In Umwidagaduro Village, Daniel Munyankindi knocks on his neighbour’s door and steps inside. It is not the first house he has visited today, but he takes a seat and warmly addresses the family with fresh enthusiasm. At first glance, it seems like an informal visit, but Daniel is here with an important agenda.
“Tell me, what do you know about Ebola?” Daniel asks the family.
One of four community health workers in Umwidagaduro, Daniel has been trained to help raise awareness around Ebola prevention. Visiting families in his community, he teaches the signs and symptoms of Ebola, how to get treatment, and how to prevent the disease from spreading.
Ebola prevention starts at home
Five months ago, UNICEF and its partner Global Humanitarian and Development Foundation (GHDF) introduced the home visit programme in Rwanda’s 15 districts at high-risk for Ebola transmission. About 10,000 community health workers were trained, aiming to reach 30,000 houses.
“When you meet people in their homes, you are more connected. You can exchange information easily, because people feel free to discuss their ideas and ask questions.” Daniel, Community Health Worker in Musanze
Incredibly, health workers like Daniel have already reached over 43,000 homes with potentially life-saving advice on Ebola.
“The impact is huge,” he smiles. “When I visit families, I find that more than 50 percent already know a lot about Ebola and how to prevent it. We are passing on our own knowledge and training to our communities.”
The road ahead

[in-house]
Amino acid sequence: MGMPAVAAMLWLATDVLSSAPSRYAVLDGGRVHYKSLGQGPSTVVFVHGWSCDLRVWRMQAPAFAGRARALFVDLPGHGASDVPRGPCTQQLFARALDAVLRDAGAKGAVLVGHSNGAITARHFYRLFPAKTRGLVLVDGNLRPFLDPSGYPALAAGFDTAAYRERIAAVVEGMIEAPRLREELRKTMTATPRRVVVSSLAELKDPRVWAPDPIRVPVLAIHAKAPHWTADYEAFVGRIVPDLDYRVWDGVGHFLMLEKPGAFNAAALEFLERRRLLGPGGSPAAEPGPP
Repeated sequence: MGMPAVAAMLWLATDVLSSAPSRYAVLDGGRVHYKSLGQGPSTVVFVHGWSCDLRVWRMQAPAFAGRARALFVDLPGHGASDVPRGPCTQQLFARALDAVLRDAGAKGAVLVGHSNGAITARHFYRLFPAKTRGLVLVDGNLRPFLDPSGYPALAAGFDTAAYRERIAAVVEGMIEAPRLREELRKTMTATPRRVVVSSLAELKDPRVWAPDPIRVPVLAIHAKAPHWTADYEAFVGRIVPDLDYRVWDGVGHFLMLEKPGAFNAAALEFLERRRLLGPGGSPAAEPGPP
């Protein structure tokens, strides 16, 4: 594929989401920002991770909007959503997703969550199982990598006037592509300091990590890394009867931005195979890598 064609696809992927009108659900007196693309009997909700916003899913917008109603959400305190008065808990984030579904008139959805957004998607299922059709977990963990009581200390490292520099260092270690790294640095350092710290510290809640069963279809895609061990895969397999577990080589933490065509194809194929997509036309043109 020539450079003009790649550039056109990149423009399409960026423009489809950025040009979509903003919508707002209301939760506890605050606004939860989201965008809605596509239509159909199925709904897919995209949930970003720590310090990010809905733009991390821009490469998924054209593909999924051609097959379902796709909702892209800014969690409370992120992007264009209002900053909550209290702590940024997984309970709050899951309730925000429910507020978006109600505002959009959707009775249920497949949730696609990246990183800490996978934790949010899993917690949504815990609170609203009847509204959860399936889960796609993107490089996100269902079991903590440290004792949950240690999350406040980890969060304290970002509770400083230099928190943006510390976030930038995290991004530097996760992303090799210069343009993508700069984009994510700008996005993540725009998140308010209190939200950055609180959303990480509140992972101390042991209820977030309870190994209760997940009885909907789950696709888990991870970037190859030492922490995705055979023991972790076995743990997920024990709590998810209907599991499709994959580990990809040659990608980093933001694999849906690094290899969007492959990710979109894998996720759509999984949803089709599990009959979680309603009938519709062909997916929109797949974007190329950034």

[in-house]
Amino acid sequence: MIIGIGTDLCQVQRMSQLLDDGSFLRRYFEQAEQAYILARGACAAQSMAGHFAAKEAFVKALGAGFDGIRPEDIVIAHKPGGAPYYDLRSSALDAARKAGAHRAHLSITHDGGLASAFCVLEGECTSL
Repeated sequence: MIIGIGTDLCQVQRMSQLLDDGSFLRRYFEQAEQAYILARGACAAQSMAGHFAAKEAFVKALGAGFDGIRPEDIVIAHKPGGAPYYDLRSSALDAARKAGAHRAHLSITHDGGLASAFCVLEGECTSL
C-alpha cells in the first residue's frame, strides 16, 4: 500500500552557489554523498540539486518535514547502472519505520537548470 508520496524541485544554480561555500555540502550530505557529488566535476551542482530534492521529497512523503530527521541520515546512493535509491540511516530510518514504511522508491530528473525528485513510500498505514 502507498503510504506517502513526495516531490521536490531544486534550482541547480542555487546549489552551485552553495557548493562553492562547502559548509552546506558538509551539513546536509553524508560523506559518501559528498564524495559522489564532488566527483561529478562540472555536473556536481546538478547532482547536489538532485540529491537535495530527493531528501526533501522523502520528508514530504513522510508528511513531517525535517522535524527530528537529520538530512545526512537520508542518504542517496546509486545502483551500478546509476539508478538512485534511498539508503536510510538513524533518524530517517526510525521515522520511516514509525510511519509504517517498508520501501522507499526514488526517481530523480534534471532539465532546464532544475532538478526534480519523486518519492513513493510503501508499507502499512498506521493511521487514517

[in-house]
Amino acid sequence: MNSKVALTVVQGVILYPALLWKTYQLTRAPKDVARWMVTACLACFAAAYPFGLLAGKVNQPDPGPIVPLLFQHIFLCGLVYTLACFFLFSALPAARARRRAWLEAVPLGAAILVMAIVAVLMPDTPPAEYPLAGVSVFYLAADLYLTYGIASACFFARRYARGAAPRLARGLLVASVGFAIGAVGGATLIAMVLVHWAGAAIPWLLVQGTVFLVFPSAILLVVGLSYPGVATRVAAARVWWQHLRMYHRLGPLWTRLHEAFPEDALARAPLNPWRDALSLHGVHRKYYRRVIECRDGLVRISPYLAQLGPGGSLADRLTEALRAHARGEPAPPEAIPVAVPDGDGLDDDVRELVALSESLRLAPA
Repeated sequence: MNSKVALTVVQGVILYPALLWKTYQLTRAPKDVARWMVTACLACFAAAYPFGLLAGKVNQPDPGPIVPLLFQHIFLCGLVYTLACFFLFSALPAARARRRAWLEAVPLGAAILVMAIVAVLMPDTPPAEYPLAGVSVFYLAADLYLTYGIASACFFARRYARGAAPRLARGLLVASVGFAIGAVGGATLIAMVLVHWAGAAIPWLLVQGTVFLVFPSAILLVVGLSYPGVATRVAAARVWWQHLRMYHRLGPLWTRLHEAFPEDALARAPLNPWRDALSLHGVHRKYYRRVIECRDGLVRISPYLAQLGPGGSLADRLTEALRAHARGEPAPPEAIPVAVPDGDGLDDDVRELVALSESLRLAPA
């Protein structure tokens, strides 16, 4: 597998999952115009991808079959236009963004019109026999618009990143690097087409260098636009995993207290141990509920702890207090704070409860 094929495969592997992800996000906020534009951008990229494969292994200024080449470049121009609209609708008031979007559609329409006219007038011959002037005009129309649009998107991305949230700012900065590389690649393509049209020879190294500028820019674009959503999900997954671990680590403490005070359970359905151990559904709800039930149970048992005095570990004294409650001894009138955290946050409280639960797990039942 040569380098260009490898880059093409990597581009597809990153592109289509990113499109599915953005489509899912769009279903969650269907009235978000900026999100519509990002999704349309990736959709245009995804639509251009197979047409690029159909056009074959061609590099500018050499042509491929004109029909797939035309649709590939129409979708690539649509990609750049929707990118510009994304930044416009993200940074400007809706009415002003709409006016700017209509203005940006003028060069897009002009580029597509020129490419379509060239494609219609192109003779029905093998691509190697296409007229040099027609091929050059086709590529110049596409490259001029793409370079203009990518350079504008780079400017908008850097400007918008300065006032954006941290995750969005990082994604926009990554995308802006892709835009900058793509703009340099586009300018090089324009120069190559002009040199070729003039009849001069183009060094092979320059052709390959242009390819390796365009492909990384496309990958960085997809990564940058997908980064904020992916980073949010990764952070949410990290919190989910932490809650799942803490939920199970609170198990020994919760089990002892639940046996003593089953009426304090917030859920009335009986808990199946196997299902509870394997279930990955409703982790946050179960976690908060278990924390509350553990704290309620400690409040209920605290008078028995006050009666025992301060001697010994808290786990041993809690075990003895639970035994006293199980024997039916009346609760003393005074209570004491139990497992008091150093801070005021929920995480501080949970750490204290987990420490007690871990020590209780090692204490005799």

Discussing with the family he visits, Daniel gestures to a colorful leaflet depicting Ebola symptoms. Communication materials like these were designed by UNICEF and distributed across thousands of villages.
With the threat of Ebola looming, over 1,500 additional health workers have been trained. UNICEF and GHDF have set a new target of 115,780 homes, a stark reminder of the work left ahead.
“So far, I have visited 25 homes,” says Daniel. “I think this method of visiting homes is much better than mass broadcasting. You just connect better.”
To prevent Ebola from reaching Rwanda, UNICEF supports the Government’s National Contingency Plan through community mobilization and engagement, providing information and platforms for discussion through mass media, and developing communication materials on Ebola signs, symptoms, treatment and prevention measures.
UNICEF has also developed educational materials for schools, trained over 10,000 community health workers on risk communication, and supported 24 hospitals, 259 health centres and 21 points of entry with necessary supplies. Over 6 million people have been reached, with efforts ongoing to prepare communities in Rwanda’s 15 high-risk districts.
Source: UNICEF Rwanda